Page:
Woods seems sincere about changing ways
Tiger Woods sounded scripted, but he also sounded sincere. Let’s give him a break on that count. He is the greatest golfer of all time. Nobody said he was the greatest orator of all time.
Woods had to be way more comfortable slipping on the champion’s green jacket at the Masters than he was staring into the camera and admitting he was a champion serial cheater. It had to hurt a lot less to win the U.S. Open with a torn ACL and a double-stress fracture than to stand up and admit he had torn up his family with the stress caused by being a horrible husband.
C’mon. The guy cheated with porn stars, party girls and the double-digit romps reportedly have run as high as the number of major championships he has won. Tiger was a dirt bag. And now he has to clean up one of the biggest personal messes in sports history. His 13-minute televised speech Friday before family and friends at TPC Sawgrass, home of the PGA Tour, was a step in the right direction. I believe him. And entering the day, my gut was not to believe him.
“I am deeply sorry for my irresponsible and selfish behavior,” Woods said. “I have a lot to atone for.”
Yet the truest words out of Woods’ mouth came when he pointed to his wife, Elin’s, own view. The real apology to her will not come in the form of words. It will come in the form of his behavior over time. Elin was not there Friday and their path remains unclear, but in the end the most profound part of this sordid tale is between the two of them.
“I was unfaithful,” Woods said. “I had affairs. I cheated. I am the only person to blame.”
Woods said he has been undergoing in-patient therapy for 45 days. He will return this weekend for more treatment. He is not sure when he’ll return to golf.
I’ll admit this whole sex-addiction issue as science leaves me lukewarm. Woods carried on relationships for months, even years. There are control issues at work here, ego issues. It’s not all about getting aroused. Although he didn’t get into the specifics of his treatment, Woods admitted as much.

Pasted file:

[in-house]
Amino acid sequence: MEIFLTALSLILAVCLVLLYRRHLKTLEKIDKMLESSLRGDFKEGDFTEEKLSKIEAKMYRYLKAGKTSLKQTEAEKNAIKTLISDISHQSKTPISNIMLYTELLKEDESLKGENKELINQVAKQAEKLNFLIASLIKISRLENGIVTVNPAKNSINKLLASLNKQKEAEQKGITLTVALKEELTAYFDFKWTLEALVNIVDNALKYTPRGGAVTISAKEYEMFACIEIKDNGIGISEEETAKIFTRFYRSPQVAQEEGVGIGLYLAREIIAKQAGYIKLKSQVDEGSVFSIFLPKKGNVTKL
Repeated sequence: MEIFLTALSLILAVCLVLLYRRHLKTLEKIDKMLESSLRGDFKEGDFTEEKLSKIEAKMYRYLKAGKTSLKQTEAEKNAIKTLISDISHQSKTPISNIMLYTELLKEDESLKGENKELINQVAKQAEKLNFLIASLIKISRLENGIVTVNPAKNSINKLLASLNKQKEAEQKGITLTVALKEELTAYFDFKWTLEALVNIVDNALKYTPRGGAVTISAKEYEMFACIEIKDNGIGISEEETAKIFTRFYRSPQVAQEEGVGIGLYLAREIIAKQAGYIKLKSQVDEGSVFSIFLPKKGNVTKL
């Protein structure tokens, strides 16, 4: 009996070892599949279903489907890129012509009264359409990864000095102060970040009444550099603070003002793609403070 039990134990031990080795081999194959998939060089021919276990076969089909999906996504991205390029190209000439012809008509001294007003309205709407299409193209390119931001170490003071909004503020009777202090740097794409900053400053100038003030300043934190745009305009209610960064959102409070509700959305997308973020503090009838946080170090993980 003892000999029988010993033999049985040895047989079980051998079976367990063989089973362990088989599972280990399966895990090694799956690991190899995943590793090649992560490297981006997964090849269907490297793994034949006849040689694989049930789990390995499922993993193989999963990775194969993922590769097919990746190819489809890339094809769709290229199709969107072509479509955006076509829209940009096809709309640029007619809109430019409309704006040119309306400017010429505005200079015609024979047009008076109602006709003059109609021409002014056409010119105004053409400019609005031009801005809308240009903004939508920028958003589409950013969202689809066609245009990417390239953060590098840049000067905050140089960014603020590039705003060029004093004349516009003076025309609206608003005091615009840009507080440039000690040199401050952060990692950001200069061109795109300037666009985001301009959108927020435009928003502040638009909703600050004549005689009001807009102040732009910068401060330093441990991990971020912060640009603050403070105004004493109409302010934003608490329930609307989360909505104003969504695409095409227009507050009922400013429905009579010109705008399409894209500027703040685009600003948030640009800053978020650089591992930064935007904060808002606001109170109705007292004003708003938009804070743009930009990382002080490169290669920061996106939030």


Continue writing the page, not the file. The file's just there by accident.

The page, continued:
“I knew my actions were wrong,” Woods said. “I was convinced normal rules didn’t apply. I thought I could get by with whatever I wanted to.
“I felt I was entitled. I was wrong. I was foolish. I don’t get to play by different rules.”
He read from prepared text. The only time he really went freestyle was when he lashed at the media for suggesting Elin might have hit him after finding out he cheated, for asserting he might have used performance-enhancing drugs, for tailing his wife and kids.
Woods set the ground rules for this day. He limited the number of media to a tiny number. No questions allowed. As a news conference, it was a sham. Playing the papa bear, protecting the family, is good. Emerging from a three-month disappearing act and clawing back at the media was a little much. It wasn’t the time.
That doesn’t mean he didn’t man up. He did.
Woods didn’t invent adultery. But like so many things he does, he appeared to master it. Until he got caught and he got his, ah, reputation caught in the meat grinder known as tabloid journalism. He found himself at the confluence of sex, sports and celebrity. Dude’s tabloid gold. Even the established networks broke into their regularly scheduled programming Friday as if it were a moon landing.
Woods has had a lot of time to reassess his life. He has looked at himself as he never wanted to do before. He has to know there are too many young guys who’ll read this story and celebrate his dalliances. He has to know there are too many Tiger sniffers who’ll read this and scream at the media, “None of your business!”
Yet he must also know the larger truth, the harder truth is it’s time for Tiger The Cold, Tiger The Robot, Tiger The Control Freak to mature into the second half of his life.
Woods talked about a need to start living a life of integrity and not to repeat the mistakes he made. He talked about character and decency meaning more than birdies and titles. He issued a special apology to parents who used him as a role model. He talked about a return to his spiritual side, his Buddhist roots, and learning to regain his balance in life. He said when he does return to golf he needs his behavior to be more respectful of the game.
“I have a long way to go,” Woods said. “I only ask you to find room in your heart to one day believe in me again.” There will be many folks who will choose to find Tiger disingenuous. They’ll say what happened Friday was phony, an attempt only to save sponsorships and manufacture a new image. I believe his intentions to do right. I believe this is a good first step.
If the next steps lead to him returning to golf with spite, however, he may succeed in refueling his competitive fire. He’ll also demonstrate he learned nothing about life. Joe Posnanski hit on this in a recent piece in Sports Illustrated. Tom Watson called on Woods to quit with the on-course cursing, club-swinging and menacing of photographers, to show respect for the sport.
Posnanski offered this not an antiquated view, but as an optimistic view. Tiger has a chance to remake himself in a fuller way. If he is willing to relinquish some of the absolute control that led him to a secret, sullen life, maybe he’ll find himself more embraced and less feared by those around him. Maybe demonstrating the better angels of his nature, a smile, a handshake, an autograph, will help him find a greater trust beyond that tight ring of family and sycophants.
Maybe he wouldn’t be celebrated as invincible, but let’s face it, invincibility wasn’t working so good for Tiger. He only needs to be a man, not a god.